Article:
ORDER [Re: Motion at Docket No. 60] and MEMORANDUM DECISION
JAMES K. SINGLETON, Jr., Senior District Judge.
Kevin S. Voage, a California state prisoner proceeding pro se, filed a Petition for a Writ of Habeas Corpus with this Court pursuant to 28 U.S.C. § 2254. Voage is in the custody of the California Department of Corrections and Rehabilitation and incarcerated at the Richard J. Donovan Correctional Facility. Respondent has answered, and Voage has replied.
I. BACKGROUND/PRIOR PROCEEDINGS
On April 18, 2011, Voage was charged with receiving stolen property in an information that further alleged six enhancements due to Voage's prior felonies and prison terms. Prior to trial, Voage moved in limine to exclude reference to his 10 prior convictions in the event he chose to testify. The trial court granted Voage's motion in part, ruling that, if Voage chose to testify, the prosecution could impeach him with 6 prior felony convictions involving moral turpitude: 1) February 1, 2006, conviction for criminal threats; 2) February 1, 2006, conviction for sexual battery; 3) May 8, 2000, conviction for using a minor in the sale of marijuana; 4) December 1994 conviction for nonviolent escape from jail; 5) November 15, 1993, conviction for automobile theft; and 6) November 15, 1993, conviction for evading a police officer. On direct appeal of his conviction, the California Court of Appeal recounted the following facts underlying the case against Voage and the evidence presented at trial:
At the conclusion of trial, the jury convicted Voage of receiving stolen property. In a bifurcated proceeding, the trial court found true the allegations that Voage had been convicted of 2 or more serious and/or violent felonies and had served 5 prior prison terms. The court denied Voage's motion to dismiss the prior strike allegations and sentenced Voage to 25 years to life imprisonment under California's Three Strikes law,
Through counsel, Voage appealed his conviction, arguing that: 1) the prosecution should not have been allowed to impeach him with 6 prior felony convictions; 2) the trial court abused its discretion in denying Voage's motion for mistrial based on the prosecution's failure to disclose new evidence; 3) the prosecutor committed misconduct during closing argument; 4) the trial court abused its discretion in refusing to dismiss the prior strike allegations; and 5) the life sentence for receiving stolen property constitutes cruel and unusual punishment. On November 27, 2012, the Court of Appeal issued a reasoned, unpublished opinion unanimously affirming the judgment against Voage. Voage petitioned for review in the California Supreme Court, which was summarily denied on February 13, 2013.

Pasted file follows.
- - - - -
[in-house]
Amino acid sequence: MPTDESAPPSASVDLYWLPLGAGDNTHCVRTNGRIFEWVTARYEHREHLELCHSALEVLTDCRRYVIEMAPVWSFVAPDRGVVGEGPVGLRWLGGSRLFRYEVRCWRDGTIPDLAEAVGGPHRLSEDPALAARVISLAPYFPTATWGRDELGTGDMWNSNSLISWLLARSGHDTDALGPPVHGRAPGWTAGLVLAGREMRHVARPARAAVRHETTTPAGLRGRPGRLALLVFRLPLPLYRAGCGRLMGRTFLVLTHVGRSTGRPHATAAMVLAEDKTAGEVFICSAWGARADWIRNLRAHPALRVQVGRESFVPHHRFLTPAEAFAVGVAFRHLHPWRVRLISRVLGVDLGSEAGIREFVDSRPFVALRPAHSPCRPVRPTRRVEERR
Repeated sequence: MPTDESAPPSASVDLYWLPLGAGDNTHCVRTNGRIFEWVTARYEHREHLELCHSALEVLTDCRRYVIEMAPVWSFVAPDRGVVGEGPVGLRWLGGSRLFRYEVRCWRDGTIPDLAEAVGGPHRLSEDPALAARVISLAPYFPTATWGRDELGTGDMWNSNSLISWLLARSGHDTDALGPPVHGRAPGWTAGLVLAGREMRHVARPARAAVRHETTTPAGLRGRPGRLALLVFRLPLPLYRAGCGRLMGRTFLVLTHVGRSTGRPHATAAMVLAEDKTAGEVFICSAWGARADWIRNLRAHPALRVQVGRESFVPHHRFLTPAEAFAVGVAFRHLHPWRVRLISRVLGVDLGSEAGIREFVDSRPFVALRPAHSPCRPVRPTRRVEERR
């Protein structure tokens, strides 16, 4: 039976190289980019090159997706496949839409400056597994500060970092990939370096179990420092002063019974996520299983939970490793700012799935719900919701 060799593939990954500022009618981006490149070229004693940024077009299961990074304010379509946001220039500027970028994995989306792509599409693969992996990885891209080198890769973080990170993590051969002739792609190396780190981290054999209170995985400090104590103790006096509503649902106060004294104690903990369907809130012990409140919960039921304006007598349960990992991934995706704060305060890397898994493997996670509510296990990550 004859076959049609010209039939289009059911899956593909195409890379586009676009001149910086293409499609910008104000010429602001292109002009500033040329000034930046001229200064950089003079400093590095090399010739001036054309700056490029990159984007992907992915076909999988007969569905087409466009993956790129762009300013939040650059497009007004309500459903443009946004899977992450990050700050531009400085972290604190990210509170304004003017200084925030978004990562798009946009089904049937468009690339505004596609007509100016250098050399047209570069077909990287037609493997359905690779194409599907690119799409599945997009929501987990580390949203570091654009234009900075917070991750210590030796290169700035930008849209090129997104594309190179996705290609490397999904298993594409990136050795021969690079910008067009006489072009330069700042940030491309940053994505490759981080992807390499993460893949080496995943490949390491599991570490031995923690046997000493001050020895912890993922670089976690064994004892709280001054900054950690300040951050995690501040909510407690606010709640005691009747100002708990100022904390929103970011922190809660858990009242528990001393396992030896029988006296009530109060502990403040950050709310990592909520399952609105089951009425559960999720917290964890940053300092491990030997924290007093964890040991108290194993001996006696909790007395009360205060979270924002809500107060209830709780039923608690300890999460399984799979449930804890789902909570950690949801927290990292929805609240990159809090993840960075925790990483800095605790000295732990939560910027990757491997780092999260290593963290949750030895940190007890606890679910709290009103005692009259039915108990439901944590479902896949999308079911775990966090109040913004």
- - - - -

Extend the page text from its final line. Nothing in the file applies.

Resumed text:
Voage then filed in the state courts a number of pro se habeas petitions that do not appear in the record before this Court. However, Respondent "admits that Petitioner has exhausted the claims presented in the amended petition for habeas corpus [(Docket No. 34 ("Petition"))]." Docket No. 47 ("Opposition") at 14. Briefing is now complete, and the case has been reassigned to the undersigned judge for adjudication. Voage has also moved for an evidentiary hearing in this Court. Docket No. 60.
In his pro se Petition before this Court, Voage argues that: 1) the trial court committed misconduct by relying on inaccurate records during Voage's bifurcated trial on prior convictions and prison terms; 2) appellate counsel was ineffective for failing to raise the trial court's misconduct on direct appeal; 3) the trial court erred by imposing compensatory victim restitution in excess of the amounts due; 4) the prosecution should not have been allowed to impeach him with 6 prior felony convictions; 5) the trial court erred in denying his motion for a mistrial based on the prosecution's failure to timely disclose impeachment evidence; 6) the prosecutor committed misconduct during closing argument by misstating facts; 7) the trial court abused its discretion by refusing to dismiss pursuant to California state law his prior serious or violent convictions; and 8) his life sentence for receiving stolen property is cruel and unusual punishment.
III. STANDARD OF REVIEW
Under the Antiterrorism and Effective Death Penalty Act of 1996 ("AEDPA"), 28 U.S.C. § 2254(d), this Court cannot grant relief unless the decision of the state court was "contrary to, or involved an unreasonable application of, clearly established Federal law, as determined by the Supreme Court of the United States," § 2254(d)(1), or "was based on an unreasonable determination of the facts in light of the evidence presented in the State court proceeding," § 2254(d)(2). A state-court decision is contrary to federal law if the state court applies a rule that contradicts controlling Supreme Court authority or "if the state court confronts a set of facts that are materially indistinguishable from a decision" of the Supreme Court, but nevertheless arrives at a different result. Williams v. Taylor, 529 U.S. 362, 406 (2000 ).